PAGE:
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Atazanavir Pregnancy and Breastfeeding Warnings

Atazanavir is also known as: Reyataz

Medically reviewed on March 8, 2018

Atazanavir Pregnancy Warnings

Animal studies have failed to reveal evidence of teratogenicity at maternal doses producing systemic drug exposure levels 0.7 (rabbits) or 1.2 (rats) times those at the human clinical dose (300 mg/day atazanavir boosted with 100 mg/day ritonavir). This drug has been evaluated in a limited number of women during pregnancy. Available data suggest risk of major birth defects overall (compared to background rate) is not increased by this drug.

Hyperbilirubinemia has been reported frequently during drug therapy and it is not known whether maternal use would lead to neonatal kernicterus. Symptomatic hyperlactatemia and lactic acidosis syndrome (some cases fatal) have been reported in pregnant women using this drug in combination with nucleoside analogs. Patients should be apprised of the potential risks of lactic acidosis and hyperbilirubinemia.

To monitor maternal-fetal outcomes of pregnant women exposed to antiretroviral therapy, an Antiretroviral Pregnancy Registry (APR) has been established. Healthcare providers are encouraged to prospectively register patients. For additional information: apregistry.com

The APR has received prospective reports of over 1800 exposures to atazanavir-containing regimens (over 1200 exposed in the first trimester; over 600 exposed in the second/third trimester) resulting in live births; there was no difference between this drug and overall birth defects compared with the background birth defect rate of 2.7% in the US reference population. Enough first trimester exposures have been monitored to detect at least a 1.5-fold increased risk of overall birth defects and a 2-fold increase in cardiovascular and genitourinary defects (the more common classes); no such increases detected. The prevalence of birth defects with first trimester and second/third trimester exposures was 2.2% and 2.4%, respectively.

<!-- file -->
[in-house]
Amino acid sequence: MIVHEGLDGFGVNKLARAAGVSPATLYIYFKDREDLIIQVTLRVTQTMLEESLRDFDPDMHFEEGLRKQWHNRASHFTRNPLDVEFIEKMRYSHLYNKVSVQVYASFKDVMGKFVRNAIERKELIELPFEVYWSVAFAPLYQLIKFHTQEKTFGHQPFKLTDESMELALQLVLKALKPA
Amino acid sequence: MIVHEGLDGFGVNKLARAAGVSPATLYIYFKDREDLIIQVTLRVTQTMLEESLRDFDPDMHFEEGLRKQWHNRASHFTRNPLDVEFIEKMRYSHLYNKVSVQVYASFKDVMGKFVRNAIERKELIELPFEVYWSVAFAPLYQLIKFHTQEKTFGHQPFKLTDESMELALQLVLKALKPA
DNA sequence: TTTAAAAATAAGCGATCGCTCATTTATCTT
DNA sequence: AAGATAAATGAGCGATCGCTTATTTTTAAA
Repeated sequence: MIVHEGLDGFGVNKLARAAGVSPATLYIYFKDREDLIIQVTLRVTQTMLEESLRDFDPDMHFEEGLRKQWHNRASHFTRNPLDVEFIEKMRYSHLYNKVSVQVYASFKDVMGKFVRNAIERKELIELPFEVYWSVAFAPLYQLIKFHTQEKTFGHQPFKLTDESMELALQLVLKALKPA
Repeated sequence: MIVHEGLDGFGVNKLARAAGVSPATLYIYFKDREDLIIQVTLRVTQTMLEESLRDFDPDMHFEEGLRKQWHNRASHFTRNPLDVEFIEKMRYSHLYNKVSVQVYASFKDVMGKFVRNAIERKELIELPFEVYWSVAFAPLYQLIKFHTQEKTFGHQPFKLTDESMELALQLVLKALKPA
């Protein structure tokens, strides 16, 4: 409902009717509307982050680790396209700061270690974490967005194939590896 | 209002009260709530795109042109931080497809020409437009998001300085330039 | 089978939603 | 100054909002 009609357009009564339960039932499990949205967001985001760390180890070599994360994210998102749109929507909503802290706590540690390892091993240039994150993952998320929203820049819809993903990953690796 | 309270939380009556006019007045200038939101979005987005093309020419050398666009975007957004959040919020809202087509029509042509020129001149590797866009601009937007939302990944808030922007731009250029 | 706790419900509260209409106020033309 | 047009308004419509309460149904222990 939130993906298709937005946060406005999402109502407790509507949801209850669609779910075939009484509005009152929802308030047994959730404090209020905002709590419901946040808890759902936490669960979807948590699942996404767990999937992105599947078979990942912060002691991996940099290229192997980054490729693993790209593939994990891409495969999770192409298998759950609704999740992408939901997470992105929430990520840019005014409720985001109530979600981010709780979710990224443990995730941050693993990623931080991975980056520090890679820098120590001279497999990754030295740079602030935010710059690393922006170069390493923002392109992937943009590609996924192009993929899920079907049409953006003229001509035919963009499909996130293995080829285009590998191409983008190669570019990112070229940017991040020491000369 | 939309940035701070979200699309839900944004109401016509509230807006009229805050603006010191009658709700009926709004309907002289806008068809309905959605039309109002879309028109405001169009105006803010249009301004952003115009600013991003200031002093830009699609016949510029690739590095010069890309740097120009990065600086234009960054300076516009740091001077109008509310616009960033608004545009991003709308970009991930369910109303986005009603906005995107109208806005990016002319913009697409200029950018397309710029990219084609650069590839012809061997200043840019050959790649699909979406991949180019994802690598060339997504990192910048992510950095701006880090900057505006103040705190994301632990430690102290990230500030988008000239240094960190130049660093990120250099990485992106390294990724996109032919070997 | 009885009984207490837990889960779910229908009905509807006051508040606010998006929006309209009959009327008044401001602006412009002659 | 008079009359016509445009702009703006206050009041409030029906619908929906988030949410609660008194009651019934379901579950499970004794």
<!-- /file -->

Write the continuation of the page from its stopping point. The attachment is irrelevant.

In 1 clinical study, atazanavir plus ritonavir was given with lamivudine and zidovudine to 41 HIV-infected pregnant women during the second or third trimester. Less than 50 copies/mL HIV RNA was achieved at time of delivery by 38 of the 39 patients completing the study. Hyperbilirubinemia (total bilirubin at least 2.6 times the upper limit of normal) was reported in 6 of 20 women on atazanavir 300 mg plus ritonavir 100 mg and 13 of 21 women on atazanavir 400 mg plus ritonavir 100 mg. Lactic acidosis was not reported during this study.

Placental transfer to the fetus has been reported as low (cord blood/maternal delivery plasma drug ratio less than 0.3). In studies of patients using this drug (plus ritonavir) during therapy, cord blood atazanavir level averaged 13% to 21% of maternal serum levels at delivery.

Drug levels in fetal umbilical cord blood were about 12% to 19% of maternal levels. All 40 infants (83% Black/African American) born to 40 HIV-infected pregnant women were negative for HIV-1 DNA at delivery and/or during the first 6 months postpartum. Antiretroviral prophylactic therapy containing zidovudine was administered to all 40 infants. During this study, the neonates did not develop severe hyperbilirubinemia (total bilirubin greater than 20 mg/dL) or acute or chronic bilirubin encephalopathy. Bilirubin levels of at least 4 mg/dL were reported within the first day of life in 10 of 36 infants (6 were at least 38 weeks gestation and 4 were less than 38 weeks gestation). Of the 38 infants who had glucose samples collected the first day of life, 3 had values of less than 40 mg/dL that could not be attributed to maternal glucose intolerance, difficult delivery, or sepsis.

All infants (including newborns exposed to this drug in utero) should be monitored for the development of severe hyperbilirubinemia during the first few days of life.

AU TGA pregnancy category B2: Drugs which have been taken by only a limited number of pregnant women and women of childbearing age, without an increase in the frequency of malformation or other direct or indirect harmful effects on the human fetus having been observed. Studies in animals are inadequate or may be lacking, but available data show no evidence of an increased occurrence of fetal damage.